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Global shale gas and tight oil production

Global shale gas and tight oil production

Let’s look at the unconventional oil and gas production potentials of countries other than the US.

The United States has access to significant shale resources. In the Annual Energy Outlook 2014, EIA (Energy Information Administration) estimated that the United States has approximately 610 Tcf of technically recoverable shale natural gas resources and 59 billion barrels of technically recoverable tight oil resources.

As a result, the United States is ranked second globally after Russia in shale oil resources and is ranked fourth globally after China, Argentina and Algeria in shale natural gas resources.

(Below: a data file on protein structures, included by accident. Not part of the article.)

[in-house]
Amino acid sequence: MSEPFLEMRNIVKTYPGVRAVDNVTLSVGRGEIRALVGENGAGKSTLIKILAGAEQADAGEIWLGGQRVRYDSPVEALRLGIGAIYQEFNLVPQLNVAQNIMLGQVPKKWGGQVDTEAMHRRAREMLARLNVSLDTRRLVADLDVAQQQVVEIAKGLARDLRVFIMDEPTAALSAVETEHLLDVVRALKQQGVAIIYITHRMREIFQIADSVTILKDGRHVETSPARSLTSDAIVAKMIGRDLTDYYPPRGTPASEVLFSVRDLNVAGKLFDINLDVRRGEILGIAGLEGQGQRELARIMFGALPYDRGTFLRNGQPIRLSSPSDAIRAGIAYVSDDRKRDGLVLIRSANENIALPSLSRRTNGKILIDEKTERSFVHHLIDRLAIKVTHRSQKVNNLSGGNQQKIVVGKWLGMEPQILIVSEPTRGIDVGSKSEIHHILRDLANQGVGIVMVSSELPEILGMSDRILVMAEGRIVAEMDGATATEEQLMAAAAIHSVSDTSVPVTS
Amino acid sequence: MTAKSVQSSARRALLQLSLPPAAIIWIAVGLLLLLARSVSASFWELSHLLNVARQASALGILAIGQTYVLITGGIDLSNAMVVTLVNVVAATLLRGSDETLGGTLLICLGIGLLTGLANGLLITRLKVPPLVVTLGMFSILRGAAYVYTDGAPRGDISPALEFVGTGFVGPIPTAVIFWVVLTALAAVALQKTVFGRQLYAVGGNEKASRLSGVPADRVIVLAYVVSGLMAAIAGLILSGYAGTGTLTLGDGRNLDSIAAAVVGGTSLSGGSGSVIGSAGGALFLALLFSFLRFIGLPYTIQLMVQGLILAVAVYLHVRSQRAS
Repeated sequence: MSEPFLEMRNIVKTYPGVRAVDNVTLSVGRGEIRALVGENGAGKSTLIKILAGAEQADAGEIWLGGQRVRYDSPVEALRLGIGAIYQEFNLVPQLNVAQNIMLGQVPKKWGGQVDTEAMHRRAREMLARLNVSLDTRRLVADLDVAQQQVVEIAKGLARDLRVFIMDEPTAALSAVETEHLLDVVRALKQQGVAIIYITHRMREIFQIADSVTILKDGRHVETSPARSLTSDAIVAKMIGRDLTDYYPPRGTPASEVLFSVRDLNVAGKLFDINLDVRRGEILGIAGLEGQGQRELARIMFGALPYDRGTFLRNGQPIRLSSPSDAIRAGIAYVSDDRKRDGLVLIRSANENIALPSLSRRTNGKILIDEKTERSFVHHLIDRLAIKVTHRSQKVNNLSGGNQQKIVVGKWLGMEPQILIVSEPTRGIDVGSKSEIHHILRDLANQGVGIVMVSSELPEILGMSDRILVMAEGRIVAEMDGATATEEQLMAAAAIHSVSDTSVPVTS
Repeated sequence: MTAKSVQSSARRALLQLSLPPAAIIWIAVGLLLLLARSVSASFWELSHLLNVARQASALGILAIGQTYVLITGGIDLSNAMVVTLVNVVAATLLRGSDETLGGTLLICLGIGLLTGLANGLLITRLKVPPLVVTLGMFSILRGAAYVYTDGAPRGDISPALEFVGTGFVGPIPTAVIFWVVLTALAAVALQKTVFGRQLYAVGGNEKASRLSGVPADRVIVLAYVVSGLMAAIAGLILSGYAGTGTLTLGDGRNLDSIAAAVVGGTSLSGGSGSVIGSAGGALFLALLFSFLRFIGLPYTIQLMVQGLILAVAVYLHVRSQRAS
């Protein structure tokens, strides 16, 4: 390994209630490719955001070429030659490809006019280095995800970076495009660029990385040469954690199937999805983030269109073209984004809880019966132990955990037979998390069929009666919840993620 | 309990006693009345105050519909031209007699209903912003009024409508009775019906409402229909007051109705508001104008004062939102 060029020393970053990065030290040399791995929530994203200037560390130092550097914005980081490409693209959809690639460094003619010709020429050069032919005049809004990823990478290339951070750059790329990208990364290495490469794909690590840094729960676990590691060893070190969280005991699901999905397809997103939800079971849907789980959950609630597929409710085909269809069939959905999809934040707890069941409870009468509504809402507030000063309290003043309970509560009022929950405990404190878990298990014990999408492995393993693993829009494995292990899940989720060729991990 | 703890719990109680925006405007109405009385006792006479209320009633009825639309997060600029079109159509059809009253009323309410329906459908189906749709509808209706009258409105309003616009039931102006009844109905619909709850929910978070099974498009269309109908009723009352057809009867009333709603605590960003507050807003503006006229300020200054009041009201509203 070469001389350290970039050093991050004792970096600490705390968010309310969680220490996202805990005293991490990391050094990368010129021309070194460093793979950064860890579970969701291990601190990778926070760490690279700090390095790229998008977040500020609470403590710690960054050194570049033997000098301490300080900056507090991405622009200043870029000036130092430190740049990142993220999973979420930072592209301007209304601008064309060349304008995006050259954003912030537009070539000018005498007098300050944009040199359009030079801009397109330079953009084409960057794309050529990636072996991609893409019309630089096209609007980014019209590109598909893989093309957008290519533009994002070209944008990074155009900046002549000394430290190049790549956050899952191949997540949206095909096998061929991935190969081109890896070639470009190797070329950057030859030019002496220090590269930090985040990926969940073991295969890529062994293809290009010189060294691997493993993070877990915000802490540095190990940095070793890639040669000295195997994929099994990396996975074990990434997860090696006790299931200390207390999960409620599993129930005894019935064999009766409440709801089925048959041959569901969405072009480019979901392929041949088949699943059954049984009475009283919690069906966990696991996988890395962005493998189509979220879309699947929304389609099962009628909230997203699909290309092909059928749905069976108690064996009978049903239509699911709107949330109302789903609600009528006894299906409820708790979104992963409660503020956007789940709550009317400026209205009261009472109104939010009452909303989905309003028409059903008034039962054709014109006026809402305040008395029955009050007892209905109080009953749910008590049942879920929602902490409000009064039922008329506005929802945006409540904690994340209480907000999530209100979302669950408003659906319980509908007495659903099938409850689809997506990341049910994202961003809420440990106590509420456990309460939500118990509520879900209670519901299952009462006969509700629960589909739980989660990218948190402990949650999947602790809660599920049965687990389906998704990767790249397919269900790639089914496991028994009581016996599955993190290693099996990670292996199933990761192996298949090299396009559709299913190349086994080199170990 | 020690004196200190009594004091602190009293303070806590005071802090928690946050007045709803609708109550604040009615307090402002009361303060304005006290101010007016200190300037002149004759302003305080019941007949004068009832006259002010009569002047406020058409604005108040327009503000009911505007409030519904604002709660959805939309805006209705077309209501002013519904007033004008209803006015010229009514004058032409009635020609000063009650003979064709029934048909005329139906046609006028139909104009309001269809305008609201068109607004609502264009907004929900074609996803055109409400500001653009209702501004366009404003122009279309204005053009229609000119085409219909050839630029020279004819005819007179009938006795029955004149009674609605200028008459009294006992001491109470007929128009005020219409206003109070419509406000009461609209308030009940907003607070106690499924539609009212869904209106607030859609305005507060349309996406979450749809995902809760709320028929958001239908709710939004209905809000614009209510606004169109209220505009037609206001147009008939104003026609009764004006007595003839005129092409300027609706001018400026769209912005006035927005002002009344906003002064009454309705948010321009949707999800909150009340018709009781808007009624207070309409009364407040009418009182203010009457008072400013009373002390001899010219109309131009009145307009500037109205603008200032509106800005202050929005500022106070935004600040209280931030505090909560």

The US Energy Information Agency (EIA) estimates China holds the world’s largest shale reserves of 31.6 tcm (1,275 tcf) of technically recoverable shale gas reserves.

China’s Ministry of Land and Resources has a more conservative estimate of 25 tcm. Both assessments are higher than the 24.4 tcm (862 tcf) of shale gas reserves estimated for the US (the second largest).

The global natural gas consumption in 2011 was about 110 Tcf. The global estimates have increased in the last 30 years from about 3,000 Tcf to 8,000 Tcf of natural gas mostly in Russia, Iran, Qatar, and Turkmenistan.

References:

  • US Energy Information Administration (EIA), “Shale in the United States,” December 15, 2016
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Global Resource Politics: the Past, Present and Future of Oil, Gas and Shale

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